While there is much promise of the medical miracles that stem cells might create – such a stem cell patch that could repair the heart muscle – there also are concerns (and some anecdotal evidence) that stem cell therapy may worsen heart damage. There’s also a risk of tumours caused by the stem cell treatment, or that they will develop into different cells than desired.
When one is desperate, as with the Howes, it might seem to be worth the gamble, but the risks do not stop at the health of the patient. There also is the financial cost.
A single stem cells treatment can cost as much as $10,000, not covered by insurance or FDA approved. One man’s ineffective treatment cost more than $9,000. A Florida woman spent almost as much to improve her macular degeneration and went completely blind.
A multiple sclerosis patient had better results, but it cost him $30,000.
Howe’s treatment would have cost $35,000, but he received it free, either for the professed reason of the respect the Stemedia people had for him, or the hope that his “cure” would raise awareness and investors for the firm.
Stem Cells and Addiction
Stem cells might have application in curing alcoholism. A study of rats who were bred to drink alcohol, and lots of it, voluntarily reduced their consumption by 90% after a single dose of human mesenchymal stem cells. Addiction is connected to inflammation of the brain or neuroinflammation, and mesenchymal stem cells can decrease it.
Another study found a similar result with addiction to opioids by reversing opioid tolerance.
Opioid addiction or dependence builds in part because the body develops a tolerance to the drug so that increasingly large amounts are required to experience the same effect, either pain control or euphoria. Eventually, the body may feel no effect other than the cessation of withdrawal pains – sensitivity to pain may even be heightened – which makes it extremely difficult to stop using the drug.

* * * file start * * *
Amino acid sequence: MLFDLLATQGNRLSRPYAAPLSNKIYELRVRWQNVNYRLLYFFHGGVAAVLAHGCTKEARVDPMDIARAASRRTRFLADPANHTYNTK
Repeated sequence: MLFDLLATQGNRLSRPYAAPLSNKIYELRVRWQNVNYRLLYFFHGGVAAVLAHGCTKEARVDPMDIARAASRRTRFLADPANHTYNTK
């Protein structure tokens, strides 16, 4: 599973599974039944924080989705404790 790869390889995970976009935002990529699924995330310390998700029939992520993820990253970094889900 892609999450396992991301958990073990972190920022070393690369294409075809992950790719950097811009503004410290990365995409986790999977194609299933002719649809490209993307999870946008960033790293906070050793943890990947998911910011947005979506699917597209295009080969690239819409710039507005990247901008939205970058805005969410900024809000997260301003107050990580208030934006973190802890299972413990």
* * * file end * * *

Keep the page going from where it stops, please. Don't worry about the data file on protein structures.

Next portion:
The US National Institutes of Health says repeated use of opioids “almost inevitably” leads to tolerance and physical dependence, and the UN World Health Organization says opioid-dependent people are the group most likely to die of a drug overdose. If this tolerance could be reversed, then it would be easier to limit the size of the dose or withdraw from the drug completely.
Mesenchymal stem cells, due to their “remarkable anti-inflammatory properties”, may help according to a study by the Cleveland Clinic and the Affiliated Hospital of Qingdao University in China. In the study of opioid-tolerant rats, tolerance was reversed within two days using mesenchymal stem cells with no adverse effects. Stem cells could be used in heroin rehab programs.
Yet, another study took a different approach. Instead of focusing on neurons, it looked at connections. Heroin disrupts the normal connections, and addiction is a result of the brain trying to make new corrective connections. By using glial stem cells, it may be possible in effect to rewire the brain.
Given these results and the still worsening opioid abuse and associated overdose deaths, their further study seems warranted.
Stem Cells and Investment
If there are risks and benefits for patients, so too are there for investors. The Motley Fool says it’s an exciting time for patients, investors and the stem cell companies themselves. Investment guru Jim Mellon says biotech, including stem cells, are a great investment opportunity, too.
Japan’s MAGiQ Therapeutics is hoping to develop cures for degenerative diseases such as amyotrophic lateral sclerosis (ALS), often associated with US baseball player Lou Gehrig, jazz musician Charles Mingus, or theoretical physicist Stephen Hawking. The brain loses the ability to initiate and control muscle movement, even to speak, feed oneself, or breathe.
Ireland has been a biotech Mecca in general, but not for stem cells, which it opposes.
But The New England Journal of Medicine warns that if the rollout of stem cell therapies is not handled properly, if they are based on anecdote, not sound science, and discredited by over-hyping – as in Florida – the promise of stem cell therapy may not reach its full potential. That would be tragic for everybody.